Difficulty can be important in a life. Thinking on our lives, the most important times are the difficult ones – so perhaps also in a language for life – poetry – it’s Ok that it isn’t always easy to immediately understand but has parts you have to work out.

Do you have ears to hear? People tend to come to church expecting for it to be a factual transition, like listening to the news on TV. But actually church is largely story and meaning is communicated without summarizing it. Some people assume that they are entering into a Google temple of information – but have you walked into the space expecting that God is never the subject of our understanding but the cause of our wonder?

Christian worship is poetry – sung poems (hymns), a psalm (poetry), and prayers (again, very imaginative, metaphorical language) and so it bewilders those who come expecting fact and it seems hard to understand. (I wonder if this is again a throwback to the old Enlightenment phase of wanting to understand scientific facts with your mind because everything else was regarded as superstition and ‘unprovable’ religion).

Poetry is the language of Love.  When we fall in love, we look for a language to express our feelings. Poetry is the language of the lover. And that is why it must be the language of the Church, the language of faith. We should be wrestling with language to better describe the Beloved and who we are in relation to him.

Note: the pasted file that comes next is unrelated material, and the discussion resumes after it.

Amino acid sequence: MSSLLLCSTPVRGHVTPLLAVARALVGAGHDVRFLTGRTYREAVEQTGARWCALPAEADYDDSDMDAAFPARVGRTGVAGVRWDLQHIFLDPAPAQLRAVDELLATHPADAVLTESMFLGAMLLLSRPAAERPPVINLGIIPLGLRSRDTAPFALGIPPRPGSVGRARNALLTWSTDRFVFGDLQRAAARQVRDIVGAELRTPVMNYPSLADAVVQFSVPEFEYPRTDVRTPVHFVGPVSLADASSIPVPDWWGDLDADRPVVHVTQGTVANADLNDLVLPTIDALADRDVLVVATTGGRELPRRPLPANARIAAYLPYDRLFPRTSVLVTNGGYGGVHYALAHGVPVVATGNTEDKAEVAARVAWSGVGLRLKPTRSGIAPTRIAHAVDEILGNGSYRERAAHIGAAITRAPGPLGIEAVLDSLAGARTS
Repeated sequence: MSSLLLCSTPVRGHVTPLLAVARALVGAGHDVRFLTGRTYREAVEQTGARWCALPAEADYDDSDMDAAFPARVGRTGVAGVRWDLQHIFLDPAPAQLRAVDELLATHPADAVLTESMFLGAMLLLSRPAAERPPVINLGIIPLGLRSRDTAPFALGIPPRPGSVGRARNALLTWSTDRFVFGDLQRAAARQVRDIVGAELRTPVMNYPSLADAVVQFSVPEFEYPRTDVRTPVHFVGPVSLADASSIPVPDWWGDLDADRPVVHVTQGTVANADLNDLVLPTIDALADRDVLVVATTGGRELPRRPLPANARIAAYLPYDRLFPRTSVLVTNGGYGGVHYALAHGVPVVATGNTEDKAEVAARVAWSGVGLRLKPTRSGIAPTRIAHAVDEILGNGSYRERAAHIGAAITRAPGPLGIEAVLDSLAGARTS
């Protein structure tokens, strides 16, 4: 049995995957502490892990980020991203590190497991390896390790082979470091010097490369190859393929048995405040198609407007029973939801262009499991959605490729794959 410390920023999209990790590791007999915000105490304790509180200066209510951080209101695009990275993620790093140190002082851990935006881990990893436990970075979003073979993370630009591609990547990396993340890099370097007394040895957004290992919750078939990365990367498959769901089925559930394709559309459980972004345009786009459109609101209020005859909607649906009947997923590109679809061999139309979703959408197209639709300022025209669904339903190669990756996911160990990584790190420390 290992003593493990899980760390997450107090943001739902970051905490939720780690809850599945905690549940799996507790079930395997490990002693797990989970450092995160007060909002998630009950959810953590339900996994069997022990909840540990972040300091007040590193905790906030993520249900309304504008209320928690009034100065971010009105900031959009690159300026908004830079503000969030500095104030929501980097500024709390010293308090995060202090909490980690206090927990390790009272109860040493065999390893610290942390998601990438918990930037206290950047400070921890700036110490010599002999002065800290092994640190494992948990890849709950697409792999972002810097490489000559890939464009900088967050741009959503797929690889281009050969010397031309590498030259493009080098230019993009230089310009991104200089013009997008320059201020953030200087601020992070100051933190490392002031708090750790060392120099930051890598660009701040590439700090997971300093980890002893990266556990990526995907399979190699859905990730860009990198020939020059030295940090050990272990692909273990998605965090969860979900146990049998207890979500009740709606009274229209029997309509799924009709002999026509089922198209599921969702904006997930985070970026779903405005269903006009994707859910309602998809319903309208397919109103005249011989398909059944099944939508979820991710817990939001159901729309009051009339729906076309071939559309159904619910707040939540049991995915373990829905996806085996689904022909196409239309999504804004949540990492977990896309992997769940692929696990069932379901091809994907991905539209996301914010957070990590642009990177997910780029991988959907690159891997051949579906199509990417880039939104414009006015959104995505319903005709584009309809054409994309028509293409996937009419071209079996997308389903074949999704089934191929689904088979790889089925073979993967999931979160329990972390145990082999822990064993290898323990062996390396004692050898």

When we boil down the mystery and depth of the Bible, making them black and white words, it’s then too easy to weaponise them and make bullets to make our points.

Jesus spoke poetically   He made up stories – the prodigal son, the Good Samaritan. Some experts believe he spoke in 4 beat poetry. He would ask those listening if they had ears to hear – were they tuned in, not expecting the factual news?

“Read the love between the lines” – John Chrysostom (on Bible study)

Scripture Interpretation      “Read the love between the lines” – John Chrysostom said not to just hammer away at understanding a word or phrase, but to always be aware of the love between the lines.

Formation   God’s gift to us is our being. Our gift back to him is our becoming. So we need a language for our faith which is not so much about information but formation. We need a language that enlarges the heart and the mind. Poetry doesn’t have a single view in mind, it has multiple meanings on the go. (When a group of people study and discuss a poem, there will be many different readings/interpretations). Melody and meaning are often intertwined together eg. “hurry up” or “slow down.” (their sound matches the expected response, one is fast, one slower, to say). We have rhythm in our heartbeat and breath. Both poetry and faith will challenge your first impressions.

Further Reading

Book: “The splash of Words: Believing in Poetry”  is written by Mark Oakley

Publisher: Canterbury Press, 2016   256 pages

  • ISBN-10: 1848254687
  • ISBN-13: 978-1848254688

Available in Paperback and Kindle








About commaandco

Poet and blogger at encouraging personal creativity and linking arts and life